Santa Reconsiders 'Naughty Or Nice' Labels In Powerful Mental Health PSA
Santa is here in NAMI’s new PSA to remind us all that mental health sometimes doesn’t fit conventional labels
While the holidays are full of plenty of warm and fuzzy feelings, things aren’t so cheery for everyone, and Santa stars in a thought-provoking new PSA that’s here to remind us that for those who struggle with their mental health, the holidays might be a tougher time than usual.
The ad was created by agency Wieden + Kennedy New York for the National Alliance on Mental Illness (NAMI). It features Santa, sitting on a rooftop, thinking aloud about the labeling system he’s been using for children since he started his job. Are “naughty” and “nice” too simplistic to capture what’s actually going on with kids, he wonders?
“I think I did this all wrong,” he says. “It started with good intentions. A way to motivate behavior, to codify gift giving, streamline deliveries. But—naughty or nice? As if some kids don’t have enough to worry about, only to have me judge them without context, without perspective.”
He then begins to wonder what that binary label has done to kids who already struggle.
“Reducing these growing, varied, intricate beings to some binary code of this or that, naughty or nice,” he says. “Did I condemn every kid who already felt like a misfit toy? Maybe there’s something else, something I missed.”
In 2019, we know that more than 40 million people in the U.S. will experience some sort of struggle with their mental health in any given year, and kids are not immune from that. They need the same understanding and support that adults deserve, because mental illness doesn’t discriminate by age.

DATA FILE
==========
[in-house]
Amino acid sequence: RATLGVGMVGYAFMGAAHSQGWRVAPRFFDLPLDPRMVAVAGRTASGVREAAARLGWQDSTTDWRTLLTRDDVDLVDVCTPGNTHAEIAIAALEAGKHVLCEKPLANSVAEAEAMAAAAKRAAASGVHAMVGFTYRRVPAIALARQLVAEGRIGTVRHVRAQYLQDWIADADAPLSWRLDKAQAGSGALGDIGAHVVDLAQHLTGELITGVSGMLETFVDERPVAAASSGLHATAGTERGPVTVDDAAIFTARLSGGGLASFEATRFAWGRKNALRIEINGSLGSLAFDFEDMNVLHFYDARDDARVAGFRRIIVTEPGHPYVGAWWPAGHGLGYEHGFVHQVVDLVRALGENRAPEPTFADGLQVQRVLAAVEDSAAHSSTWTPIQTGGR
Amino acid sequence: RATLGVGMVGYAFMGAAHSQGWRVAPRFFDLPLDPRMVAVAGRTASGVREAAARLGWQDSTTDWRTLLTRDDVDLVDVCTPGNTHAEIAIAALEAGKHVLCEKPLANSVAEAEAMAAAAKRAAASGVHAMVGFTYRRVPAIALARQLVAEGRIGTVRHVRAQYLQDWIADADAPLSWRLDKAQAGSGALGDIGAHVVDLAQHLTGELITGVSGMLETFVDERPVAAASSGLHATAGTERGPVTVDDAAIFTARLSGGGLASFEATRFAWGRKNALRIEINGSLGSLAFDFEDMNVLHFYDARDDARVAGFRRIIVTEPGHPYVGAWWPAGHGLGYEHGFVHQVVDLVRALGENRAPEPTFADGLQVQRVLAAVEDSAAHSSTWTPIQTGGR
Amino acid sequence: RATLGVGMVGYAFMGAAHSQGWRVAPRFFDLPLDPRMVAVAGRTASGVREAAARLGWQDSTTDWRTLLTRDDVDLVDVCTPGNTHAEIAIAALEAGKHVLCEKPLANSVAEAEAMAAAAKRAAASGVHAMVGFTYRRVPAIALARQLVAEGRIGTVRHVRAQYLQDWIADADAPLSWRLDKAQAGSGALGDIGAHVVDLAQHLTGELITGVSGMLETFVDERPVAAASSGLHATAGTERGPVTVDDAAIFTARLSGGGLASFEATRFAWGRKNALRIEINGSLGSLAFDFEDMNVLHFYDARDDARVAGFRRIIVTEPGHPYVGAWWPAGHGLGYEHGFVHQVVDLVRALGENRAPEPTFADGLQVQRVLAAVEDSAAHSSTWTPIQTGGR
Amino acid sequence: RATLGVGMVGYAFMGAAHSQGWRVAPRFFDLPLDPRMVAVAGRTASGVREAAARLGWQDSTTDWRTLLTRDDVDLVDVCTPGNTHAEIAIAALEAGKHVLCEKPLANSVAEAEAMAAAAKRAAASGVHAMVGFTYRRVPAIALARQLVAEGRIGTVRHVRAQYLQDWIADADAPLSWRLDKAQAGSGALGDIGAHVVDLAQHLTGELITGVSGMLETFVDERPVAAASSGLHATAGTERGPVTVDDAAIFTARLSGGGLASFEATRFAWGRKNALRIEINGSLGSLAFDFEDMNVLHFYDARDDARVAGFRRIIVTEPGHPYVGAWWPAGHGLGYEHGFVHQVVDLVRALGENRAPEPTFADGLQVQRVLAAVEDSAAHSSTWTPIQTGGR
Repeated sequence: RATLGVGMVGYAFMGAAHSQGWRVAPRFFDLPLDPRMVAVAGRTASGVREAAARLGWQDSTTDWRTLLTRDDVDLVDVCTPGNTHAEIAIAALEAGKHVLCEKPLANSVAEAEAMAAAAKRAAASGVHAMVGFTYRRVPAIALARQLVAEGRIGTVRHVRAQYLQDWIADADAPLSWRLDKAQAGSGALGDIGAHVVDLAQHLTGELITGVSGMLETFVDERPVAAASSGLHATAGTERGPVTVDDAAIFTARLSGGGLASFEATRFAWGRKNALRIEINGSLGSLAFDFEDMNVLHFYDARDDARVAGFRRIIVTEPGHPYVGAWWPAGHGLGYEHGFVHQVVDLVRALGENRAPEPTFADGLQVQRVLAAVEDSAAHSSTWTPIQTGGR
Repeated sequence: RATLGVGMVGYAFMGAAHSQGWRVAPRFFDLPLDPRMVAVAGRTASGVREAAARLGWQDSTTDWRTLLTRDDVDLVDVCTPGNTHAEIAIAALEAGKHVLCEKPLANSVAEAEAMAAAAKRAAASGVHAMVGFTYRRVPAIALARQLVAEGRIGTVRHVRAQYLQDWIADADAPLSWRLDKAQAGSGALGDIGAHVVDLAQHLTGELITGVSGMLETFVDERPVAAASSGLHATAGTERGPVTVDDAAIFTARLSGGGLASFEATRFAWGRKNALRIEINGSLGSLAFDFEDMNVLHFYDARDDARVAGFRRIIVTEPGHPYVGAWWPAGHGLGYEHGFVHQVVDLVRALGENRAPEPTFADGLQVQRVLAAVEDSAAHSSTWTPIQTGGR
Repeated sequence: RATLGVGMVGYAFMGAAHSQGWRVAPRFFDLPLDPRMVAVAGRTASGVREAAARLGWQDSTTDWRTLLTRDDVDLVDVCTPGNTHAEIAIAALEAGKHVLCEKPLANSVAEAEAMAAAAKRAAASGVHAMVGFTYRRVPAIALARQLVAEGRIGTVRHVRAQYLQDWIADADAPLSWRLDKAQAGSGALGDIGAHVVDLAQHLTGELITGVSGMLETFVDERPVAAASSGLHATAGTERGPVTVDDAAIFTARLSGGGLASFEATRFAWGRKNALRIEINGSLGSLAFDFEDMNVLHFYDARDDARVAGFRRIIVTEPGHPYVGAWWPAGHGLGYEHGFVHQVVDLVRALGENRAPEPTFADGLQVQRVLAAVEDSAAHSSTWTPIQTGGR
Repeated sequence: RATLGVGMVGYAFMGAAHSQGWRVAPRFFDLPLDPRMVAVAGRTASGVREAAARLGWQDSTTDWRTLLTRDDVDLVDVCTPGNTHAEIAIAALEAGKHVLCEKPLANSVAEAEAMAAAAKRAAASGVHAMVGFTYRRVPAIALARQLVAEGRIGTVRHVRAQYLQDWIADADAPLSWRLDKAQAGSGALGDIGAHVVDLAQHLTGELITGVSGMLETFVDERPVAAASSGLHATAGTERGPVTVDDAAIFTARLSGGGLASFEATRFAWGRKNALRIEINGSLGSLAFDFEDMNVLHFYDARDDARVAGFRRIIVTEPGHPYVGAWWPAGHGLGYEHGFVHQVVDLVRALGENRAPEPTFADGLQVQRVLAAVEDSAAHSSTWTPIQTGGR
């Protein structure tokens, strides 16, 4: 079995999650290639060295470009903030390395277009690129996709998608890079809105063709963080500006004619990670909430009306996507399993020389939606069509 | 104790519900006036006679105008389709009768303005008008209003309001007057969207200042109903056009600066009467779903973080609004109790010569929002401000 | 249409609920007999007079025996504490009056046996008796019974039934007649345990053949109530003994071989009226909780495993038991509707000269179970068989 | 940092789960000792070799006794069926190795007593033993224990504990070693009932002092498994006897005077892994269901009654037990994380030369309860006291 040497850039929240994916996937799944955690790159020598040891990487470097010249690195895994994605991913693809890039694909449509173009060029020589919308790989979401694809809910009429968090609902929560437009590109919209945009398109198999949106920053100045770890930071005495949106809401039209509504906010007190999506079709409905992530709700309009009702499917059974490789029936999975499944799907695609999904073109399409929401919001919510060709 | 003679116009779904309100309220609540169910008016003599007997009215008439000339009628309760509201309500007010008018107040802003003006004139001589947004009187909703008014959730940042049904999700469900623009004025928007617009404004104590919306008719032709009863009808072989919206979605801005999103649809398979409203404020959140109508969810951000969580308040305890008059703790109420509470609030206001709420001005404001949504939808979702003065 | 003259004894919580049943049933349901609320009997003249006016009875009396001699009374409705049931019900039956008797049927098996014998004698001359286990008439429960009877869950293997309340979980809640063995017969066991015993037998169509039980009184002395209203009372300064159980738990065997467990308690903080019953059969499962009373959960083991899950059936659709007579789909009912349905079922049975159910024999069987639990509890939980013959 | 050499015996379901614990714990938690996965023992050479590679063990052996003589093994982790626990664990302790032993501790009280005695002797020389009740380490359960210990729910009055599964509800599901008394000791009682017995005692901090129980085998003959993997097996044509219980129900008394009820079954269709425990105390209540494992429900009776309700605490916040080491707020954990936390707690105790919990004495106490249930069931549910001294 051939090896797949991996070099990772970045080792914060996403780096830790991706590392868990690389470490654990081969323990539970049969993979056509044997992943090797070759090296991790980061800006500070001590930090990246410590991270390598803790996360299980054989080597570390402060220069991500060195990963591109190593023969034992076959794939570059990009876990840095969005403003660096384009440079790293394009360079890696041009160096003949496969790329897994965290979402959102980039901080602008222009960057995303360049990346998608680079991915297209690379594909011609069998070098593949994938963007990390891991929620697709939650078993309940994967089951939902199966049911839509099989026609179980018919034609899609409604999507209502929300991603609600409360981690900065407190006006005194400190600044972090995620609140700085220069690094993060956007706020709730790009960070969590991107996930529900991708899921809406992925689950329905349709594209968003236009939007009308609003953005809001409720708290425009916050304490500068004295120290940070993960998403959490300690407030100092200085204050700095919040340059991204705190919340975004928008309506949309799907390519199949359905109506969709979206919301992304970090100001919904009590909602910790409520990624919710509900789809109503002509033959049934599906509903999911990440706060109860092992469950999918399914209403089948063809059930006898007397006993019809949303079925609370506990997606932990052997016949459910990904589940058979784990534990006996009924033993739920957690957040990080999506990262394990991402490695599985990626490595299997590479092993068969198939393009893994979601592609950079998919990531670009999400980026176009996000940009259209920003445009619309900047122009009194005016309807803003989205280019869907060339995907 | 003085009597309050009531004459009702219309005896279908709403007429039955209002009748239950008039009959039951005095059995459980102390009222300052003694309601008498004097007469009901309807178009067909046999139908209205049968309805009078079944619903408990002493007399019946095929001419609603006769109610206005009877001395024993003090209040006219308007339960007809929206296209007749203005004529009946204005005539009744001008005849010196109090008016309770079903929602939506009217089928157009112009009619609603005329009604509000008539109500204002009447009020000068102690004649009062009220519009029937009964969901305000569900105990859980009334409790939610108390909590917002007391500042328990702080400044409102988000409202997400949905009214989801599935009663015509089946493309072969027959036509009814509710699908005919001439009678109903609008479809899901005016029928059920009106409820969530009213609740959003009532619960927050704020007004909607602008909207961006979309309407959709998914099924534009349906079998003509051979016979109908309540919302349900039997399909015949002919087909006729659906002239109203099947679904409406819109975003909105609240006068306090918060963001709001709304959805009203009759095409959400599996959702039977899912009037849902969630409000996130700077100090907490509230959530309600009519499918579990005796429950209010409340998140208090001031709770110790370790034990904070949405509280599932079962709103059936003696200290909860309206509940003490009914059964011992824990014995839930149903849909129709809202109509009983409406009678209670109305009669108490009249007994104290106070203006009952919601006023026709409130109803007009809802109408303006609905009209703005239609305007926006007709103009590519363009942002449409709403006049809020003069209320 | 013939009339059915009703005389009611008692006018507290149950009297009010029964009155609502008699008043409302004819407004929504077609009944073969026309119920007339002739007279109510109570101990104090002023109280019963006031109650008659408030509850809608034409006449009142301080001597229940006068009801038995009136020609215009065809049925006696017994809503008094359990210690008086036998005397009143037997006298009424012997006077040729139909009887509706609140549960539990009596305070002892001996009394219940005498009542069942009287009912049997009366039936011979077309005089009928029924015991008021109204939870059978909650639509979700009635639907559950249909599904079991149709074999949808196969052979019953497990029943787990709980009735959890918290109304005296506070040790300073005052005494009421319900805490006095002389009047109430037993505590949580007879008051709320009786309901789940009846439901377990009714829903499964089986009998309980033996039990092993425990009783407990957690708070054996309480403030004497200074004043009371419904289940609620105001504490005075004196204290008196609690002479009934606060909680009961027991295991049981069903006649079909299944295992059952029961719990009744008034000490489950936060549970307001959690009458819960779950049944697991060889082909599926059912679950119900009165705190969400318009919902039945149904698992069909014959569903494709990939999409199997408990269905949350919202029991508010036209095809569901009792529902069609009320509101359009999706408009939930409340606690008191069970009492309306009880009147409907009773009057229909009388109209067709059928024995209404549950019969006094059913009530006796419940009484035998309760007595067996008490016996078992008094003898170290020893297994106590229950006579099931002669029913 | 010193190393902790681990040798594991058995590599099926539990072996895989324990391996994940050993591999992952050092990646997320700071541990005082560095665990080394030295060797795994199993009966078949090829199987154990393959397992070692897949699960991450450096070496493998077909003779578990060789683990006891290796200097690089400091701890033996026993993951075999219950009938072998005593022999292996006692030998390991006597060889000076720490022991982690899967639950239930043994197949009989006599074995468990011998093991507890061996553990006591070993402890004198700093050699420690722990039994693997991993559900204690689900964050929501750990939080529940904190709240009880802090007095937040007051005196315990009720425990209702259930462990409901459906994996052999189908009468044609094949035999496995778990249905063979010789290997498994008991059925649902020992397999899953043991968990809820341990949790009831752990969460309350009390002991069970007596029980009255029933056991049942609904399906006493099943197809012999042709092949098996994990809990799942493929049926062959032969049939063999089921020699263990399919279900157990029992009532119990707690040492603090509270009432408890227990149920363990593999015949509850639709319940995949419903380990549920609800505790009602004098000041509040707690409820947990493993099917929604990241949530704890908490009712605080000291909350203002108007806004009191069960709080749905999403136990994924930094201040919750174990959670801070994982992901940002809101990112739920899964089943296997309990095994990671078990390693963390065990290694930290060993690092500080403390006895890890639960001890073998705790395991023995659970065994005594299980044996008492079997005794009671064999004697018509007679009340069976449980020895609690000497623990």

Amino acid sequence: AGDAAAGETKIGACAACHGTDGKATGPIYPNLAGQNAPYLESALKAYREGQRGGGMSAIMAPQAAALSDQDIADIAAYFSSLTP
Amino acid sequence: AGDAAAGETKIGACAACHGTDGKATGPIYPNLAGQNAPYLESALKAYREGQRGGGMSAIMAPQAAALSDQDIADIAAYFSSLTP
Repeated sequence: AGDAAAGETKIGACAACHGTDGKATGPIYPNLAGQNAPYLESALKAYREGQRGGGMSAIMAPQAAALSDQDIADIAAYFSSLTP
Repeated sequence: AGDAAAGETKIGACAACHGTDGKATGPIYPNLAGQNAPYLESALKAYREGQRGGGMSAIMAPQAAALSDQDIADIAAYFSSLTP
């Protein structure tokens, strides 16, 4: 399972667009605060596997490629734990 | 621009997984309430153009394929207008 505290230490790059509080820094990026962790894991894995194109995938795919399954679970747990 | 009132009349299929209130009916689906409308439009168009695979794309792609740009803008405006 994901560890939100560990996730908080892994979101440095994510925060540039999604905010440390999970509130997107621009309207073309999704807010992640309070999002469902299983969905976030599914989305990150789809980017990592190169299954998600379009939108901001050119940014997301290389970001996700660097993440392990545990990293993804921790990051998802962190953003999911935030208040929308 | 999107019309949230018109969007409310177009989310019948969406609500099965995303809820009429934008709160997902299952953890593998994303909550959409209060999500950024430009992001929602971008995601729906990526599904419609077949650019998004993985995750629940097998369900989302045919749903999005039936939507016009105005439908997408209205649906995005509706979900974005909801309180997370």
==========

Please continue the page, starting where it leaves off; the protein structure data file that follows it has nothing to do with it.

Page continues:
In the most touching part of his monologue, Santa continues, “Naughty or nice? Isn’t it just as possible that they’re nervous or nice? Uncomfortable-in-their-own-skin or nice? I’m-angry-and-I-don’t-know-why or nice? My-impulses-are-beyond-my-control or nice? Hurting or nice? And who can blame them? With the news, the lockdown drills, the internet? The world is bearing down on them and we expect these struggling kids to just, what? Speak when spoken to? What if, with a little understanding, a little perspective, it’s just interesting or nice. I mean, show me an interesting, fully formed person and I’ll show you a once difficult child. It’s only taken me 1000 years but I think I finally see it. These kids, they’re not naughty or nice. They’re kids.”
The ad spot ends with this message from NAMI for recognizing one another’s mental health around the holidays: “Look for signs, not labels.”
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